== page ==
Skin Deep by Liz Nugget | Compelling psychological drama

The title may be Skin Deep but there is nothing superficial about the characters in Liz Nugent’s third novel. 

The story opens with Cordelia Russel in a room where she has just murdered somebody and is wondering when rigor mortis will set in.

Born on a remote Irish island, Cordelia has been living on the French Riviera for twenty-five years, passing herself off as an English socialite. But her luck has run out. And we find out why as her story slowly unfolds over the coming chapters.

Like Liz Nugent’s earlier novels — Unravelling Oliver and Lying in Wait  Skin Deep is dark. Cordelia is not a likeable character but slowly you come to understand at least some of the reasons why she behaves as she does. And those reasons go back to her early life on the island, particularly her relationship with her father and the expectations he encouraged during her childhood — expectations grounded in myth and dark storytelling.

There are a lot layers to explore in this novel — island life with its hardship, secrets and tight community, family jealousies, betrayal, myth, charity, home, retribution, the elements of fire and water, earth and the mercurial nature of Cordelia herself.

This is carefully crafted novel where the threads are well interwoven and expertly tied together in a satisfying conclusion.

Chaos by Patricia Cornwell | Slow-moving Scarpetta investigation

Chaos opens on a hot summer evening in Cambridge, Massachusetts with Dr. Kay Scarpetta on her way to meet her husband FBI agent Benton Wesley for dinner. Before they get a chance to eat, however, Scarpetta and her investigative partner Pete Marino have to respond to a call about a young woman cyclist who has been attacked. 

But even before they are officially notified about the case, Marino and Benton receive suspicious calls, allegedly from someone at Interpol who already knows what has happened. Then it emerges that the attack may be linked to threatening messages Scarpetta has been receiving by email.

This is a slow moving novel, particularly in the early chapters. It picks up after a while but, for me at least, it’s not one of the better novels in the Scarpetta series.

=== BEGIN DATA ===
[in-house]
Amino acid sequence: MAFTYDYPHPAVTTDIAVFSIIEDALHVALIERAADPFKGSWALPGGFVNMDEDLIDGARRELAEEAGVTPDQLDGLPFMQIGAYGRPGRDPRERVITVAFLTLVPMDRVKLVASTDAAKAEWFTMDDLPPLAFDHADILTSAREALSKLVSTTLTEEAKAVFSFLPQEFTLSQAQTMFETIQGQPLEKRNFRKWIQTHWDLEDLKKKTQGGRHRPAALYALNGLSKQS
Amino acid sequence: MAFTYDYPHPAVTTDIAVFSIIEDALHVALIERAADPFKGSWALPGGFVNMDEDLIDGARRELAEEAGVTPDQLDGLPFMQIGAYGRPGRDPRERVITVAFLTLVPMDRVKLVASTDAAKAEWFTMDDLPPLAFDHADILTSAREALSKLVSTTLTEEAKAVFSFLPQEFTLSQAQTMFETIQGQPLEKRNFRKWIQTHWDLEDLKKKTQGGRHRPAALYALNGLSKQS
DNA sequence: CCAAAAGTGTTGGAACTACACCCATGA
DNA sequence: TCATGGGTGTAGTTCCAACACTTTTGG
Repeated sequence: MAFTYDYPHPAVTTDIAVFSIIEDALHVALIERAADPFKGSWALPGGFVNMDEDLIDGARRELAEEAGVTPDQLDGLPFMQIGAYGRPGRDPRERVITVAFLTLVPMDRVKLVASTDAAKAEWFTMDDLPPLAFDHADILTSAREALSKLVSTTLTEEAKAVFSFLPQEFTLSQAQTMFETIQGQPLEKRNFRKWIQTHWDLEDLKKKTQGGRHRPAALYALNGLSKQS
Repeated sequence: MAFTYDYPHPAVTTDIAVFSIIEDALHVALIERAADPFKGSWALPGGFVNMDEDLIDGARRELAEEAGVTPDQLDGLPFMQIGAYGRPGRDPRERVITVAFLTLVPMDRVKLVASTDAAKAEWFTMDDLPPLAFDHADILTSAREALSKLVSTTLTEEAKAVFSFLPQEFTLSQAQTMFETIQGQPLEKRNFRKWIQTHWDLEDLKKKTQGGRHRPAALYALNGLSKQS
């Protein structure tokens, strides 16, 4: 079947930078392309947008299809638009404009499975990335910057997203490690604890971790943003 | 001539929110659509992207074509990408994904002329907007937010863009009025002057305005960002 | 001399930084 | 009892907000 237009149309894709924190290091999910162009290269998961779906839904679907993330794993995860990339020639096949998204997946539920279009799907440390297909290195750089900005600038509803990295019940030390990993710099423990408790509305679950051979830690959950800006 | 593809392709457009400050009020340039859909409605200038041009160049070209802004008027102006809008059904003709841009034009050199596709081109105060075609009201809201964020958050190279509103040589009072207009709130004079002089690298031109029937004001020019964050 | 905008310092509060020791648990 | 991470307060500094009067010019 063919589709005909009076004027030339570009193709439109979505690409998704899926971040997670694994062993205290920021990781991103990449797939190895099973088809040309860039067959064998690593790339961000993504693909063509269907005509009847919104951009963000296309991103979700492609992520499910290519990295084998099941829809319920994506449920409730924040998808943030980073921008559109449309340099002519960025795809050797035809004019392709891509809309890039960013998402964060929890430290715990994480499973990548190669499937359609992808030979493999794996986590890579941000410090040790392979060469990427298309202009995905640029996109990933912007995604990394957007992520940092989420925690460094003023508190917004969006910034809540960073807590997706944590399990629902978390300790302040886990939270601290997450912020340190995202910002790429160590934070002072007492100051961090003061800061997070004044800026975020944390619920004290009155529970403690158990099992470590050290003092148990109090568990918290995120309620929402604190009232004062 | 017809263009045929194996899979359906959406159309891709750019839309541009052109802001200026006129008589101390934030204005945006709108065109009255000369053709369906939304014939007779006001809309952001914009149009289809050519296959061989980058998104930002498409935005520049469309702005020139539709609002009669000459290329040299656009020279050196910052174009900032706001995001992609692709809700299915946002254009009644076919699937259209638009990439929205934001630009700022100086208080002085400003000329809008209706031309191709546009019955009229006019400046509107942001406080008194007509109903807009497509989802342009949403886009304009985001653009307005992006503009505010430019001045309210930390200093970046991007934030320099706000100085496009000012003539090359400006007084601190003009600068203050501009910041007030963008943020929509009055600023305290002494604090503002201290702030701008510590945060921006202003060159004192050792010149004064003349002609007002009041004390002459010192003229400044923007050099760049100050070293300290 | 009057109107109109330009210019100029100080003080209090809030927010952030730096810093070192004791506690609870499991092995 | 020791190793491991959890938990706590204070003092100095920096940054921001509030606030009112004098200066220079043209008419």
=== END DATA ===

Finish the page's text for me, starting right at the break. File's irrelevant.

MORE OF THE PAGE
The Wardrobe Mistress by Patrick McGrath | A topical read

Patrick McGrath showed up on the programme for the 2018 Festival of Writing and Ideas at Borris talking madness and menace with historian Roy Foster.  While I didn’t make it to the session entitled, ‘Gothic or What?’, I made a mental note to check out McGrath’s book, The Wardrobe Mistress. This week, I finally got around to reading it.

Set in post-war Britain in 1947, The Wardrobe Mistress opens with the funeral of actor Charles Grice. The mourners include Grice’s wife, Joan, who lends McGrath’s book its title, and their daughter, Vera.

Joan and Vera are the main characters in this novel along with actor Frank Stone, who who attracts Joan’s attention when he takes over her husband’s Malvolio character.

For the first 100 pages or so of this novel, I found it hard to connect with the characters and plot. There’s a point where Frank Stone,   “suddenly glimpsed that who he was — his very self — was as nothing.” That line seemed to me to sum up the opacity of the characters (at least as I experienced them) in the early part of the novel. But the pace does pick up and I found the second half of the book a faster and more interesting read.

The Wardrobe Mistress is topical at the moment in that Mosley’s fascist followers feature in the story line. I liked the historical references and also the way that McGrath handles the Grice’s daughter Vera’s role in The Duchess of Malfi.  But would I recommend The Wardrobe Mistress? I’m not sure. Probably ‘yes’ for anyone interested in the rise of right wing thinking after the war or for anyone interested in theatre or even for those who like a ghost story. 

It’s published by Penguin. I read a copy from my local public library. (Thank you Wicklow County Council Library Service).